I think Brian is on a Teach for America thing in Detroit. Does he fulfill his commitment and then flee to the suburbs where obviously he, with his great talent to be a CI teacher could cause him to thrive. (iFLT Denver and Chicago people who saw him in action in our war rooms know that he has STYLE)?
    Here’s another question – if some of us were in Chicago, teaching our languages in rooms right next to Sean’s with kids from poverty, what would we do? What would our experience be?

    Kids need first be recognized as members of a social fabric and then that engages the academic piece second. Indeed, that is what language is, the thread that creates a social fabric. In the light of this point, our Circling with Balls strategy takes on more sparkle, right? That is why I couldn’t see starting an academic year without that fantastic strategy.

    I’ll say it again. My definition of foreign language education includes the social and emotional piece as well as the academic piece. It is about the building of community.

    The social and emotional and even the physical piece (brain breaks, calming music) have not really been formally discussed with others in my career. We have not yet been able to fight ourselves out of the wrong idea that language education is purely academic.

    And yet, with the shift to comprehensible input and learning as a reciprocal and participatory back and forth event that is the defining theme in foreign language for the 21st century, we can now see that the academic bubble depends entirely on the social and emotional bubble to happen.

    Now we can see how extensive the shift to comprehensible input is. We see now how it can bring real change throughout our society. It is now time to include Keyshawn in our classes. Sean is starting it. His patience with Keyshawn will result in few obvious gains, But the gains will be there nonetheless. Sean is reaching Keyshawn. Does the observing administrator see it?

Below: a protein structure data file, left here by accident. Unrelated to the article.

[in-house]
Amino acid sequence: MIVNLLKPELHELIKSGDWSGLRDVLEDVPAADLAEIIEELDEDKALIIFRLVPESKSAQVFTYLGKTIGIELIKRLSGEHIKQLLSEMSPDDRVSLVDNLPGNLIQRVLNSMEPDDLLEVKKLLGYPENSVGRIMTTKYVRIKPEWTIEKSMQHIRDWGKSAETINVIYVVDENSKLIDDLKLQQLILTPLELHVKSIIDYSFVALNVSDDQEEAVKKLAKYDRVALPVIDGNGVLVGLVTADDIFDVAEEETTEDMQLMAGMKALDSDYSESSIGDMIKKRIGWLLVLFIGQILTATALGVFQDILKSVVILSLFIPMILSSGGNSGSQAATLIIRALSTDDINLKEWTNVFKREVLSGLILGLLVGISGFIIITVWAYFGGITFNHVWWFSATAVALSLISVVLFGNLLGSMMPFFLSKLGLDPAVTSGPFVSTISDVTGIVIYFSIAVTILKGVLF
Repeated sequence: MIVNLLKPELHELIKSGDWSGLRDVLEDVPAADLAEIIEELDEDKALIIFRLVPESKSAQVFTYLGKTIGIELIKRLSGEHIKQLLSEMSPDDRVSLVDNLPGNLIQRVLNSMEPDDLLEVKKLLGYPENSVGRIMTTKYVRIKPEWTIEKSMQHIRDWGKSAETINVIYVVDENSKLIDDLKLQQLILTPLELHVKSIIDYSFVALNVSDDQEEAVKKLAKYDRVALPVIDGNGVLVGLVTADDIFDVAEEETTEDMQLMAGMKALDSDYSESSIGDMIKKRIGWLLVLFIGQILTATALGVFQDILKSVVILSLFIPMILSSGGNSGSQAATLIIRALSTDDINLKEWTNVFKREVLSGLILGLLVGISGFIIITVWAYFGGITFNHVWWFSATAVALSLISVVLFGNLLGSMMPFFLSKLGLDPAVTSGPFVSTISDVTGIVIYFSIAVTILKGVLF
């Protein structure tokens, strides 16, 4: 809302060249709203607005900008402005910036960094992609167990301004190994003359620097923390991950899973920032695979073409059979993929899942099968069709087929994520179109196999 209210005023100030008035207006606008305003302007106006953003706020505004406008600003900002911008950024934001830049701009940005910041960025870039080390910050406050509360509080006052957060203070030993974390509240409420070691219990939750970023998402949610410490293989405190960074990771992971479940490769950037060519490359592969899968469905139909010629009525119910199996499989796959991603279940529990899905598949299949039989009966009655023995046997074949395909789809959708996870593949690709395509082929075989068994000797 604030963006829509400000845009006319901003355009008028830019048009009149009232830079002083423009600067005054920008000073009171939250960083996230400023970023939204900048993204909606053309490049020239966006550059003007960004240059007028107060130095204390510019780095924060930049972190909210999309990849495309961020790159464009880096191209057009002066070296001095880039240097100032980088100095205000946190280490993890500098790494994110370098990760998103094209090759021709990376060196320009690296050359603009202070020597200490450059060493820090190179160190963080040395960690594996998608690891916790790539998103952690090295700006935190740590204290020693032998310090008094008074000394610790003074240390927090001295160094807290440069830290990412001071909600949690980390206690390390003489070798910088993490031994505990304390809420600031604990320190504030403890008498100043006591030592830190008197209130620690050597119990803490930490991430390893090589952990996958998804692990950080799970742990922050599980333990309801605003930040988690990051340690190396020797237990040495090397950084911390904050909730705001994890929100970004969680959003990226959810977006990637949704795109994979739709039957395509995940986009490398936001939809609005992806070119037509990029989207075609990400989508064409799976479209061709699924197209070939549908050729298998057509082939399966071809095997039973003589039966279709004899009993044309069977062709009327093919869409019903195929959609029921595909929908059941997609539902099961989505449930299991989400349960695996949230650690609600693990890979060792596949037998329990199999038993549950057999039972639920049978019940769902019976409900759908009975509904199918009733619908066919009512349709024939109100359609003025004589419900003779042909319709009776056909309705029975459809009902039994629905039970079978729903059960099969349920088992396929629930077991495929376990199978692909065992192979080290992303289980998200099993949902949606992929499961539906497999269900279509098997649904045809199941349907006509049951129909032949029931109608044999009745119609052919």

Krashen might finally be getting his wish re: how our nation must address poverty (access to libraries, reading, books, stable teachers who see deeply into what America is all about) because of his own gift to us of comprehensible input, because it all has to become human now. It can’t be robotic anymore. Sean and Brian and the others of us in these hard urban settings are heroes.

    The social and emotional piece. Hmmm. Perhaps we need to first go with Jean Gibbes’ work on this thread:

    Important related articles:


    1. I get a little choked-up reading your warm feedback, Ben. You know, I work very hard to refine the craft, just like everyone else here, and at the moment, in my current school, I’m not getting the positive feedback I need from my admin like I did at my school last year. I’m a sensitive guy. I need positive feedback. I can handle the negativity from students much better if I had more positive feedback from my admin like I did last year. So, a million thanks.

      I totally agree about posting honest, mediocre videos. Just like Jim just did on this thread, I would really like us to share more average-day videos. (Though I imagine Eric’s latest awesome MovieTalk video was an average day for him.) There are so many nuances we pick up from each other on how we interact with our students; little nuances that make a big difference in keeping the instruction fresh. I also believe that we’ll experience less burn-out if we accept that we don’t have to be great teachers everyday.